Kilgore Unveils Healthcare Reforms

Someone on the Kilgore team knows their stuff when it comes to healthcare. I was pleasantly surprised at the substantive nature of the proposals in the latest release from the Kilgore campaign. The plan overdoes it with new tax “credits”, which are nothing more than back-door expenditures, but there’s no way to fix Virginia’s health care system on the cheap. All things considered, there are some meaty ideas that deserve consideration. This may be the Kilgore team’s best effort yet. The highlights:

  • Information Technology. On the grounds that IT can boost productivity of a health care system plagued by paperwork and redundancy, Kilgore would encourage physicians, public-private partnerships and the state to invest in IT projects and integrated information systems. Good idea. IT can save billions and improve patient safety.
  • Long-Term Care. Kilgore would allow individuals purchasing long-term care insurance for themselves or their parents to receive a tax credit. Sounds good, but could be a budget buster. It’ll drain the treasury, but won’t save the state any money: Poor people won’t buy the insurance — they’ll just go on Medicaid.
  • Rural Primary Care. Kilgore wants to put a rural health center in every distressed community in Virginia. Good idea. Money spent preventing illness in a primary care setting can save money spent on curing an illness in a hospital.
  • Health Savings Accounts. Kilgore wants to “work closely with the federal government” to expand access to health savings accounts. OK. That’s something that insurance companies should be doing, but I can’t see any harm coming of it.

It’s a good start. If only someone would (1) tackle mandated insurance benefits which makes the price of medical insurance unaffordable for small business, and (2) eliminate the Certificate of Public Need process, which discourages competition between hospitals and specialty health care facilities.

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  1. So – a tax credit for upgrading IT?

  2. Jim Bacon Avatar
    Jim Bacon

    Looks like Gov. Warner has beat Kilgore to the punch on the idea of applying IT to health care. Earlier today, the Guv announced the appointment of 33 individuals to his recently created Governor’s Task Force on Information Technology in Health Care. Says the governor’s press release: “The Task Force is responsible for developing and implementing a state health information system that better uses technology and electronic health record (EHR) systems to improve the quality and cost-effectiveness of health care in Virginia.

    “As health care costs continue to rise and the Medicaid program consumes nearly $4 billion a year in Virginia, technology offers the greatest promise to reduce costs and improve our health care system. This task force will study how Virginia can maximize the power of technology to help us save lives and save money.”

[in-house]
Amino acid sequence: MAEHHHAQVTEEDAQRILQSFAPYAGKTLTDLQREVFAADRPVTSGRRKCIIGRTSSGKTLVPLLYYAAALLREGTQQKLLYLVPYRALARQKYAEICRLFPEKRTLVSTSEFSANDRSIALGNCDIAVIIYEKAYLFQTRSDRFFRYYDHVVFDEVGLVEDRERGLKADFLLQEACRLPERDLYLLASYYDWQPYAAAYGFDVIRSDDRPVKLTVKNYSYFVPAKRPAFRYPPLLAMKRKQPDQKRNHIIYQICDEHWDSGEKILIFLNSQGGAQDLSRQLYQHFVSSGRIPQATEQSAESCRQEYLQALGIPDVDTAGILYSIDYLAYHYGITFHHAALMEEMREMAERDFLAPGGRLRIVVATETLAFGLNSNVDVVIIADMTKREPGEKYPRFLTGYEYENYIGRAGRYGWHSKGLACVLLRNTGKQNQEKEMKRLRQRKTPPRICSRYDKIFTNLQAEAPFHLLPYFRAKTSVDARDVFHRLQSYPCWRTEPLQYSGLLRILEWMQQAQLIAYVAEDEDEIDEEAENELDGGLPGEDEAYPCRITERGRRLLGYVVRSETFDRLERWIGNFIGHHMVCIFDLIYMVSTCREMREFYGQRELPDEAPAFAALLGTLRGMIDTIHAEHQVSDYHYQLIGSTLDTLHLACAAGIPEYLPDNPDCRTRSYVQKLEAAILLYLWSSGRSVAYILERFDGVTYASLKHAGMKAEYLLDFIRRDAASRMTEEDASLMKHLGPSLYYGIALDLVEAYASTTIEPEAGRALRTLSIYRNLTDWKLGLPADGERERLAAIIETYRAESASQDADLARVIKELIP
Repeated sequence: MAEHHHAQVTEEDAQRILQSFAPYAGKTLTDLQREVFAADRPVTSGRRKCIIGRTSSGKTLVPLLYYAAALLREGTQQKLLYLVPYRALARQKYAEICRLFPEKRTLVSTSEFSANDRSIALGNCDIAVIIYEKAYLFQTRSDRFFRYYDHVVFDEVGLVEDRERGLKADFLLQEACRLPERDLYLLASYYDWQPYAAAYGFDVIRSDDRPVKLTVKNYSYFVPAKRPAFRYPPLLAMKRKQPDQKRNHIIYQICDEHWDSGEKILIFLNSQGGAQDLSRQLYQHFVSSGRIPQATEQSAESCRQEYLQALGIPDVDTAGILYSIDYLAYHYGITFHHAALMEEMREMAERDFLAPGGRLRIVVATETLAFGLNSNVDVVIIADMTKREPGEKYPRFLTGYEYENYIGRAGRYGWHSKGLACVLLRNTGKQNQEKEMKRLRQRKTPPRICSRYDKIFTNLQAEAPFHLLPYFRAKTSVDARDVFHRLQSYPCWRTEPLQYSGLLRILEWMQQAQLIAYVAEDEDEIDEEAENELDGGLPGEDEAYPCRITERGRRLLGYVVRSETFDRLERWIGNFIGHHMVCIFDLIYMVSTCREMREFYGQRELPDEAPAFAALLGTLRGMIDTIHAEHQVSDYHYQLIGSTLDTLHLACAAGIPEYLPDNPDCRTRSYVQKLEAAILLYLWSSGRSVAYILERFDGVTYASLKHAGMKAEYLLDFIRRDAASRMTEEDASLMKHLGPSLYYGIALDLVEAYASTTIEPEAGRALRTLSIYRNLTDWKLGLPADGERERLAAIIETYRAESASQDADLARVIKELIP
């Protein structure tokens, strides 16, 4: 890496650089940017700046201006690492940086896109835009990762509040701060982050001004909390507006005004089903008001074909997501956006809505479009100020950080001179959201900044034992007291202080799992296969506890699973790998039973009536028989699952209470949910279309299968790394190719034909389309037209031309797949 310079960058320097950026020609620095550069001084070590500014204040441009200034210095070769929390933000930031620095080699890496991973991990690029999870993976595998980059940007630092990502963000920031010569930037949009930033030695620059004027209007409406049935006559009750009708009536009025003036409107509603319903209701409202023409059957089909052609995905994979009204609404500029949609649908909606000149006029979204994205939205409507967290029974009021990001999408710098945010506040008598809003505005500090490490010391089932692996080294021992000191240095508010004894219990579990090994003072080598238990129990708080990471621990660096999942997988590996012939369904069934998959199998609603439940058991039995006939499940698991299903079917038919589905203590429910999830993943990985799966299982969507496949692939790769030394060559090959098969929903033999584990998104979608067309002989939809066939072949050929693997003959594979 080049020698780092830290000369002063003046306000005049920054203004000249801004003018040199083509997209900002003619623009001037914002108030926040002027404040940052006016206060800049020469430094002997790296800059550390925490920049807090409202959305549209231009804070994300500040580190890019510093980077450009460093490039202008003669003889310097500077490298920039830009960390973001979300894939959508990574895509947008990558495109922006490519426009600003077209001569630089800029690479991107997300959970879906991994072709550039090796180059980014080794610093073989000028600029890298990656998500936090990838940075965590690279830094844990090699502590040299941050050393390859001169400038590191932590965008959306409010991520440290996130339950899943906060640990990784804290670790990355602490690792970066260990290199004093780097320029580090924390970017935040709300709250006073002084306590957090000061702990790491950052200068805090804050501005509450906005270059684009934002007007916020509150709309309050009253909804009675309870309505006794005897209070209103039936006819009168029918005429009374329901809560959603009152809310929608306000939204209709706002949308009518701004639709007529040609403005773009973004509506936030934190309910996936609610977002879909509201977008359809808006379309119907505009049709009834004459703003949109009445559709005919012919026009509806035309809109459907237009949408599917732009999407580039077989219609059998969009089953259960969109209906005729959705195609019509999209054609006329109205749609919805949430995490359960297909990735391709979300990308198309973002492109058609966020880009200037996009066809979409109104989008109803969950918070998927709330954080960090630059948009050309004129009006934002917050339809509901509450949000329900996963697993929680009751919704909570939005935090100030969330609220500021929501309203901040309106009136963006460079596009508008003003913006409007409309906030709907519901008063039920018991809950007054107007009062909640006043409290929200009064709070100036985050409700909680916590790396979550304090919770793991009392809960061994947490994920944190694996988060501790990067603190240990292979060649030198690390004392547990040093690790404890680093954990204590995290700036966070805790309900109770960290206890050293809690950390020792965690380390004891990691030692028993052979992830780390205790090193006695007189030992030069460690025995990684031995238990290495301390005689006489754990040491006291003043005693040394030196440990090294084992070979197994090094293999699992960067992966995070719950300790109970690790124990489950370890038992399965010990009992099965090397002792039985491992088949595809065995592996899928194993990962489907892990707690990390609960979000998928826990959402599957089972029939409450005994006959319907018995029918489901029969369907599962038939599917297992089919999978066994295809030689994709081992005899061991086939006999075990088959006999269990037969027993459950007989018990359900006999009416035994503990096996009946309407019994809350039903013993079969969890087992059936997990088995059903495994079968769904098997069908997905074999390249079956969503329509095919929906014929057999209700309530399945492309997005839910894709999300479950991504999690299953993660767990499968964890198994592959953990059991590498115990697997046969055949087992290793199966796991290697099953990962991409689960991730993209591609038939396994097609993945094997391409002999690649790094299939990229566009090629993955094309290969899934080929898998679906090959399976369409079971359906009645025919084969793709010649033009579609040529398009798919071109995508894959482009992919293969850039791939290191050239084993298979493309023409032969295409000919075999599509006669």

3. James Atticus Bowden Avatar
    James Atticus Bowden

    I’ve talked with Del. Phil Hamilton for years about expanding Health Savins Accounts. He says we already have them in VA. I told him I know nothing about them from my work or how much anyone gets to take off their taxes for building a health savings account, portability, etc. So, maybe there is something to build on in the VA Code. Dunno. Expanding it sooner, better is a good idea.

    Wish Jerry Kilgore would offer an answer on how VA could mitigate its Medicaid mandated payments (maybe Health Savings Accounts are supposed to reduce the number of people on Medicaid) and what he proposes for our Federal reps to do in Congress to fix Medicaid from busting our budget.

  4. Jeremy Hinton Avatar
    Jeremy Hinton

    As an interesting anecdote about how improving IT resources in health care can result in improved efficiency but foreign outsourcing of “professional jobs”, take Riverside Health System here in hampton roads. Currently, any ultrasounds/MRIs/etc done outside of “normal busines hours” are sent electronically (VPN over the net) to a processing facility in Australia, where doctors examine them and respond back. This allows Riverside to not have on duty physicians with this diagnostic training 24/7.

  5. Anonymous Avatar

    All valid suggestions but somwhere I hear Joel Gray singing “money, money, money, money, money.” If Kilgore actually gets all the tax breaks passed he has promised (and it is not even JUNE), we’ll need a tax increase to cover them. Wait. Did that all ready — cut the car tax, raise the sales tax…here we go again.

  6. Blue Cross of California Avatar
    Blue Cross of California

    The health care reforms sound like a great way to improve health insurance for many.

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